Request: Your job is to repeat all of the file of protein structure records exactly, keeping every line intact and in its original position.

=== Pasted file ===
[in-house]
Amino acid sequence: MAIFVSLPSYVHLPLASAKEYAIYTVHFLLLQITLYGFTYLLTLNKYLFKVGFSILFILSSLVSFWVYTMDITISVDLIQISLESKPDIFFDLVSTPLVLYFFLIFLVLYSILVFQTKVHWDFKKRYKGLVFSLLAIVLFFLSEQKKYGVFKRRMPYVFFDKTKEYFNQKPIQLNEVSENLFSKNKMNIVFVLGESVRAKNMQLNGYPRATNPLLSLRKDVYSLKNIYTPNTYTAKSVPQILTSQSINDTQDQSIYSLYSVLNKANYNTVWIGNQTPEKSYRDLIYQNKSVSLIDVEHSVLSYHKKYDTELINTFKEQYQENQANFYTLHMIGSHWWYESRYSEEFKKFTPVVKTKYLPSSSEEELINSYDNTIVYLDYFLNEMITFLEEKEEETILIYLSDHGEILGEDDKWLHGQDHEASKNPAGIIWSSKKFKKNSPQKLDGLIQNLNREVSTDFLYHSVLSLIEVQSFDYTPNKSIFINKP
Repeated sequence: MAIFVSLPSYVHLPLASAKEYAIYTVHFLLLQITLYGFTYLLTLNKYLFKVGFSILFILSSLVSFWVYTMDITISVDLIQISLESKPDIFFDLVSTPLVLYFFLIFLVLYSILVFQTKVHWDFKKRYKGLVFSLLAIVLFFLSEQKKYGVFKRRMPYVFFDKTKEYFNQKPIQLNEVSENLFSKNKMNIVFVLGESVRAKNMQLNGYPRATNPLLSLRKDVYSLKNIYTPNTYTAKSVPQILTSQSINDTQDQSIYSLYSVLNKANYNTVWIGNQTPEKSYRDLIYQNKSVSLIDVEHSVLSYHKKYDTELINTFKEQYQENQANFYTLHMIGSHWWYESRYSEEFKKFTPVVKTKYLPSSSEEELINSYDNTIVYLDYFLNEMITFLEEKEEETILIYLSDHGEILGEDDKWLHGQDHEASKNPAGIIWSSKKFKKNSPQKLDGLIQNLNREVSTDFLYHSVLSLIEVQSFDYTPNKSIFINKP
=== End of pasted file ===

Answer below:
[in-house]
Amino acid sequence: MAIFVSLPSYVHLPLASAKEYAIYTVHFLLLQITLYGFTYLLTLNKYLFKVGFSILFILSSLVSFWVYTMDITISVDLIQISLESKPDIFFDLVSTPLVLYFFLIFLVLYSILVFQTKVHWDFKKRYKGLVFSLLAIVLFFLSEQKKYGVFKRRMPYVFFDKTKEYFNQKPIQLNEVSENLFSKNKMNIVFVLGESVRAKNMQLNGYPRATNPLLSLRKDVYSLKNIYTPNTYTAKSVPQILTSQSINDTQDQSIYSLYSVLNKANYNTVWIGNQTPEKSYRDLIYQNKSVSLIDVEHSVLSYHKKYDTELINTFKEQYQENQANFYTLHMIGSHWWYESRYSEEFKKFTPVVKTKYLPSSSEEELINSYDNTIVYLDYFLNEMITFLEEKEEETILIYLSDHGEILGEDDKWLHGQDHEASKNPAGIIWSSKKFKKNSPQKLDGLIQNLNREVSTDFLYHSVLSLIEVQSFDYTPNKSIFINKP
Repeated sequence: MAIFVSLPSYVHLPLASAKEYAIYTVHFLLLQITLYGFTYLLTLNKYLFKVGFSILFILSSLVSFWVYTMDITISVDLIQISLESKPDIFFDLVSTPLVLYFFLIFLVLYSILVFQTKVHWDFKKRYKGLVFSLLAIVLFFLSEQKKYGVFKRRMPYVFFDKTKEYFNQKPIQLNEVSENLFSKNKMNIVFVLGESVRAKNMQLNGYPRATNPLLSLRKDVYSLKNIYTPNTYTAKSVPQILTSQSINDTQDQSIYSLYSVLNKANYNTVWIGNQTPEKSYRDLIYQNKSVSLIDVEHSVLSYHKKYDTELINTFKEQYQENQANFYTLHMIGSHWWYESRYSEEFKKFTPVVKTKYLPSSSEEELINSYDNTIVYLDYFLNEMITFLEEKEEETILIYLSDHGEILGEDDKWLHGQDHEASKNPAGIIWSSKKFKKNSPQKLDGLIQNLNREVSTDFLYHSVLSLIEVQSFDYTPNKSIFINKP